In the vacuum turbo separator 12, as best illustrated in FIG. 2 the mixed biomass material 2 is fed at a controlled rate via a rotary airlock 10 onto an adjustable spreader plate 72. This converts a single stream of waste into a uniform wide band of material 1 that will fall as a continuous curtain of waste at junction 74 into a turbo/vortex chamber 75 and then into an air wash column 76.

The vacuum turbo separator 12 is operated under vacuum. A controlled amount of air 78 is drawn via fan 18 into the separator 12 though a series of adjustable air inlets 80, which may contain a filter, and are designed to allow a variable velocity profile to be created. The air 78 passes down into the inside of the separator 12 to junction 82, whereat it turns though 180° and then flows at a low velocity, in this embodiment at a velocity of between 5 to 15 ms, upwards though the air wash column 76 in the opposite direction to the flow of material 1 into the turbo chamber 75. The geometry of the turbo chamber 75, the flow of air current into the turbo chamber and the falling of the material is designed to create a vortex of material 3 to spin in the turbo chamber 75. This centrifuges out the denser material and agglomerated product 5 and to accelerates the air allowing the lighter separated materials 7 to pass out with the air stream through an acceleration chamber 84, at a speed of approximately 20ms, and then via a bend into transfer duct 86. Meanwhile the denser material and agglomerated product 5 falls under gravity into the air wash column 76 which is held under vacuum and causes the remaining lighter product 9 to decelerate, turn through 180° to be washed out of the product steam and entrained into the air stream 78 and then carried back up the air wash column 76 and out through acceleration chamber 84. The denser components of the waste 5 continue to fall down the air wash column 76 and from there are discharged through rotary valve 16 into receiving bay 14. The rotary valves 16 and 10 enable the separator to operate under vacuum.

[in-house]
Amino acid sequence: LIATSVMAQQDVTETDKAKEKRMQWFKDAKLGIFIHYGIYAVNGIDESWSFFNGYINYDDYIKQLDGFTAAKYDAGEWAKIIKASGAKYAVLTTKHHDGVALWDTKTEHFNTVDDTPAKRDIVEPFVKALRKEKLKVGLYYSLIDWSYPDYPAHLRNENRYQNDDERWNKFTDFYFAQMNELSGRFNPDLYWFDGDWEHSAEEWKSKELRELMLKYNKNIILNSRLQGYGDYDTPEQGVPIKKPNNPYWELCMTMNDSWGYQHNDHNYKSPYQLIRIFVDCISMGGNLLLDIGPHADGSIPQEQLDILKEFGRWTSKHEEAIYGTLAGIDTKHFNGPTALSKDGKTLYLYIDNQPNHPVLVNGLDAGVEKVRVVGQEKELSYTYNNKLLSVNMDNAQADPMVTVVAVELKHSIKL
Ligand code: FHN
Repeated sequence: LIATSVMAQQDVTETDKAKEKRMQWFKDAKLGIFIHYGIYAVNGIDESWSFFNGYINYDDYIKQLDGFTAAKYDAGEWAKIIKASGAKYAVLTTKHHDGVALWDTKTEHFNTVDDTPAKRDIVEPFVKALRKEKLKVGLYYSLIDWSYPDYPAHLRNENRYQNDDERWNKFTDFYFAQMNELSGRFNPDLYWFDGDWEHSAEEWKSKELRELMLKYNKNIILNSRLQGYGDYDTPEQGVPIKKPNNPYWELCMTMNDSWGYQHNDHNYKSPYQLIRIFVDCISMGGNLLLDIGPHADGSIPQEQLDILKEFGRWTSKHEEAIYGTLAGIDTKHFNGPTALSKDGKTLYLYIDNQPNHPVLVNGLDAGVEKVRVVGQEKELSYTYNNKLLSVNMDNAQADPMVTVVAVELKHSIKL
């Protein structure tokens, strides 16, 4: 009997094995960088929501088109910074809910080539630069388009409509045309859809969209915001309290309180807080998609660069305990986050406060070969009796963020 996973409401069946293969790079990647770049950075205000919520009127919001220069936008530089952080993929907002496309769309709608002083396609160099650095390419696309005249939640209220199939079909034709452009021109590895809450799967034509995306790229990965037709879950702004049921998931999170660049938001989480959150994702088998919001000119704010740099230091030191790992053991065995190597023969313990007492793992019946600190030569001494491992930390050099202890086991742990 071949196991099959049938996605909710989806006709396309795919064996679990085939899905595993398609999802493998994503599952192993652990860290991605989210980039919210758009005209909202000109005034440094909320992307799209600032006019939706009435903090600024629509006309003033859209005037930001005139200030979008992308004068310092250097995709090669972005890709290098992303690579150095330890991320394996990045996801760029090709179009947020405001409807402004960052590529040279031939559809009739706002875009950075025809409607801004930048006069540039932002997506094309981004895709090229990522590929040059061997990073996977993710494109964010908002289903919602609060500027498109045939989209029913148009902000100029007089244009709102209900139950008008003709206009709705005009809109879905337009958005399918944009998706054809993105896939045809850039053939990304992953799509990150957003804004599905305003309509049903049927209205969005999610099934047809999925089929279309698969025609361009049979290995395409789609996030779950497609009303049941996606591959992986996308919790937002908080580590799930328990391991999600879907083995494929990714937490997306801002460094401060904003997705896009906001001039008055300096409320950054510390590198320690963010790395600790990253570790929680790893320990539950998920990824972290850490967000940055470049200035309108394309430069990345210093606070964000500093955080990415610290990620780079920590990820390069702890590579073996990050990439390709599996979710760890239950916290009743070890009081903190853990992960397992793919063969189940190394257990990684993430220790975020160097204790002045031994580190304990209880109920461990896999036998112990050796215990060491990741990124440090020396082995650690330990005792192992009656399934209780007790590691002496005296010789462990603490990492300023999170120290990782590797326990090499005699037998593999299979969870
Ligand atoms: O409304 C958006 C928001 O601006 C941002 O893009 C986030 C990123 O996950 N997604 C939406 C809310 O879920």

The degree of separation is controlled by adjusting the geometry of the air wash column 76 to increase or decrease the width and angles within by means of adjuster 87, 89 and/or adjusting the velocity of the airflow 78, 781 and/or the geometry of the turbo chamber 75.